Sunday, 4 May 2014

interview: Julian Richards (August 2006)

In August 2006, a few months after our chat about Darklands, my mate Julian Richards invited me down to South Wales to hang out on the set of his fourth feature Summer Scars. I grabbed a few words with Julian over lunch in the pub.
How far into your shoot are you?
“Just past midway. It’s a three-week shot and we’re on day ten now. We’re a little bit behind schedule because this particular film is all exterior daytime. We have no weather cover at all so we’re in the hands of the gods and they haven’t been too favourable on us the last two days. Our main location was flooded yesterday so we lost half a day there and because of some other weather issues we lost one and half days in the first week and a half. So we’re probably going to have to stick two days on the end of the schedule, which means we spend our contingency. So we’re still within budget but slightly behind schedule.”

Are you starting to wish you’d maybe written a couple of indoor scenes?
“It wouldn’t have worked for this type of film. The beauty of it is that it was something that we could shoot with available light, more or less in one location that wasn’t a set that we had to build. It was something that pre-exists. Also we’re only using a handheld camera. So we have no lighting, it could even be said to have taken on some of the Dogme rules, which works for our budget.”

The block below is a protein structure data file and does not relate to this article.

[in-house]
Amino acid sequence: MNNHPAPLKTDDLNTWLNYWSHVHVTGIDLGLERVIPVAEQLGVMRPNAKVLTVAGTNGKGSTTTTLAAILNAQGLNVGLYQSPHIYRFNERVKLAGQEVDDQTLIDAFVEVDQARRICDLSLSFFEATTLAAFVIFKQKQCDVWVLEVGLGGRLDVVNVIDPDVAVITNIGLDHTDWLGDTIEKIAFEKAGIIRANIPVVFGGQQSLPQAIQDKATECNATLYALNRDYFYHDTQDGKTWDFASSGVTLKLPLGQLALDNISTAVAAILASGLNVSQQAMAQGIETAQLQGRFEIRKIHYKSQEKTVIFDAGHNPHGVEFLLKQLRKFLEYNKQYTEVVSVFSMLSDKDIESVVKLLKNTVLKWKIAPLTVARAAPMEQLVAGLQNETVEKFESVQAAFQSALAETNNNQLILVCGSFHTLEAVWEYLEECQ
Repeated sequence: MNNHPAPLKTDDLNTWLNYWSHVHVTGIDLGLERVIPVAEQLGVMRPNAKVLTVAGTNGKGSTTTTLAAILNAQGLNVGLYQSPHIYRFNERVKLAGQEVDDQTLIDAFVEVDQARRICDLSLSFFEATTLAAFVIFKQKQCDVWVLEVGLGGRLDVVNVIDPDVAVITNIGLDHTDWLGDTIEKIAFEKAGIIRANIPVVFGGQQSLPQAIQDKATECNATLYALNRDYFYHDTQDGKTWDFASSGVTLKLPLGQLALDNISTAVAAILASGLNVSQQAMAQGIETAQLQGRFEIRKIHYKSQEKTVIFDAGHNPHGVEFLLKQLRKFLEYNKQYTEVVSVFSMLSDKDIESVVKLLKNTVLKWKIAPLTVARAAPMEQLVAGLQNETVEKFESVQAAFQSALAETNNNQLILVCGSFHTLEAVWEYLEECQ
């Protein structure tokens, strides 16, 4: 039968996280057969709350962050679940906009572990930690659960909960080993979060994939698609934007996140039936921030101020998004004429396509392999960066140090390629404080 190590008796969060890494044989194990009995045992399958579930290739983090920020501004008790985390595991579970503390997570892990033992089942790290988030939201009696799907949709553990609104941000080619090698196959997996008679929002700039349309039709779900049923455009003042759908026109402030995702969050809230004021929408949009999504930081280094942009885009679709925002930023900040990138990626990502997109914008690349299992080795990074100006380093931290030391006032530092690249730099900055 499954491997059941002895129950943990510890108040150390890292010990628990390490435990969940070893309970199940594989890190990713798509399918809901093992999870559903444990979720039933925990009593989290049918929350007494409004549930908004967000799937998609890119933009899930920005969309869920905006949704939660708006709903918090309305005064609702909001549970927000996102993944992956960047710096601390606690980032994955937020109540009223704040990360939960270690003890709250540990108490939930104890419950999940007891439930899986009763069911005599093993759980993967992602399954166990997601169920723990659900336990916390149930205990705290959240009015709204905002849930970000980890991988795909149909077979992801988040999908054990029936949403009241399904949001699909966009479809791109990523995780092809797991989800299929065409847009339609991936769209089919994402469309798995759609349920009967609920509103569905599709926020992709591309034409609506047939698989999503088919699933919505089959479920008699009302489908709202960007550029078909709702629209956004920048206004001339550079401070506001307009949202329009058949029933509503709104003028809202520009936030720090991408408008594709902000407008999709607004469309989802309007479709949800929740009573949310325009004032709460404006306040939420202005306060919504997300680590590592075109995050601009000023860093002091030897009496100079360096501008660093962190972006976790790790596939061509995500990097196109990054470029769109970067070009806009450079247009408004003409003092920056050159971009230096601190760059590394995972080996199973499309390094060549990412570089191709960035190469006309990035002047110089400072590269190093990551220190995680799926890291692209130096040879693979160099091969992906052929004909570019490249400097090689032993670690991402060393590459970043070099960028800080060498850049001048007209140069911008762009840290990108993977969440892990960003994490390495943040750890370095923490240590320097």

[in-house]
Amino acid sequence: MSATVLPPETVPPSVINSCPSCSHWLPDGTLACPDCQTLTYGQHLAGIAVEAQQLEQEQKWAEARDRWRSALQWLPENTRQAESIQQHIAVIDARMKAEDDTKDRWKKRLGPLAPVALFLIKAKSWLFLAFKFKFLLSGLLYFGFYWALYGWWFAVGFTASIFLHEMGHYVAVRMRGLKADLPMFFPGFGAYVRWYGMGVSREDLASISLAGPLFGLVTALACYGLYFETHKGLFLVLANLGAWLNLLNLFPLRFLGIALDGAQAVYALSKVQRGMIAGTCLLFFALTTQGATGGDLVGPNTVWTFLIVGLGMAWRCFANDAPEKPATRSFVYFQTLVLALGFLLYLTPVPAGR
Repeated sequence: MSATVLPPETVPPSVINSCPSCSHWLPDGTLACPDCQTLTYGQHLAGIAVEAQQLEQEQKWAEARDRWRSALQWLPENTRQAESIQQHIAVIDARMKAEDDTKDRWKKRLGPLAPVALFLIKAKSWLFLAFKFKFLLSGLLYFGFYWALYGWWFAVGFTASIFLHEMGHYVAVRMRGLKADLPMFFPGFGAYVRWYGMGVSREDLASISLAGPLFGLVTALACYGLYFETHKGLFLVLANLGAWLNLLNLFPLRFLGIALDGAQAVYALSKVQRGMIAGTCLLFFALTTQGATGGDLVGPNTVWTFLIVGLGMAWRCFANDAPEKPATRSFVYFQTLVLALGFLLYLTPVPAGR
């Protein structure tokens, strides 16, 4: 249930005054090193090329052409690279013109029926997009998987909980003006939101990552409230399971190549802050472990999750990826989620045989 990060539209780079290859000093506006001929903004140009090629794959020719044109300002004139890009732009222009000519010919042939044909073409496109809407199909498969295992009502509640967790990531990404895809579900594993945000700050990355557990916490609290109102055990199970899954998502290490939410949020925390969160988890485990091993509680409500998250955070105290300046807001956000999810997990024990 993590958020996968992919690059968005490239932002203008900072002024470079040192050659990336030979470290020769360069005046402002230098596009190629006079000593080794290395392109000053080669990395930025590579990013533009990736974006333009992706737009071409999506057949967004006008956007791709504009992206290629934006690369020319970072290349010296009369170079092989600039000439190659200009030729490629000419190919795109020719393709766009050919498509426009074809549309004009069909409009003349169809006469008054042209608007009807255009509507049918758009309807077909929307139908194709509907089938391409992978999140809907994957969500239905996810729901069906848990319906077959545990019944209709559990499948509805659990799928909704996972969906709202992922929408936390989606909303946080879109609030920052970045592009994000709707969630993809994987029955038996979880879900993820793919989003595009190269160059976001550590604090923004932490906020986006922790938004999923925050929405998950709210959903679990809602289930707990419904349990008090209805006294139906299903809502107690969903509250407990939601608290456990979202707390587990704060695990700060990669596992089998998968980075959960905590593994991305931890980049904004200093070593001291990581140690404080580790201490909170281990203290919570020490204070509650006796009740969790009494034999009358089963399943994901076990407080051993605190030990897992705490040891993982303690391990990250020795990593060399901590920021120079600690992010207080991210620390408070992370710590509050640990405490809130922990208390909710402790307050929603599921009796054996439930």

How are you finding working with the kids?
“They always say ‘never work with children’ but the thing about these kids is they come from a pretty good drama workshop in Cardiff. They’ve done a lot of TV, they do Casualty and The Bill, so they know about acting, they know about not crossing the line, they know about their eyelines and their discipline offset is pretty good.

“So the challenge for me this time round, it’s the first time I’ve done a film which has so many characters all within one scene. It’s scene after scene after scene of between seven and nine different characters. It’s much, much more complicated than shooting a scene with just two, especially when you’re on a tight schedule because if you need close-ups, suddenly you’ve got to get nine of them instead of just two of them! It can be incredibly time-consuming. There’s a sort of cinema verite quality to this which makes it quite difficult to work out beforehand how things are going to be. You sketch it out in your mind, turn up on the day, go through it with them and then work out how you’re going to shoot it, as you’re shooting it. I can do that - but it’s a bit hairy at times!"


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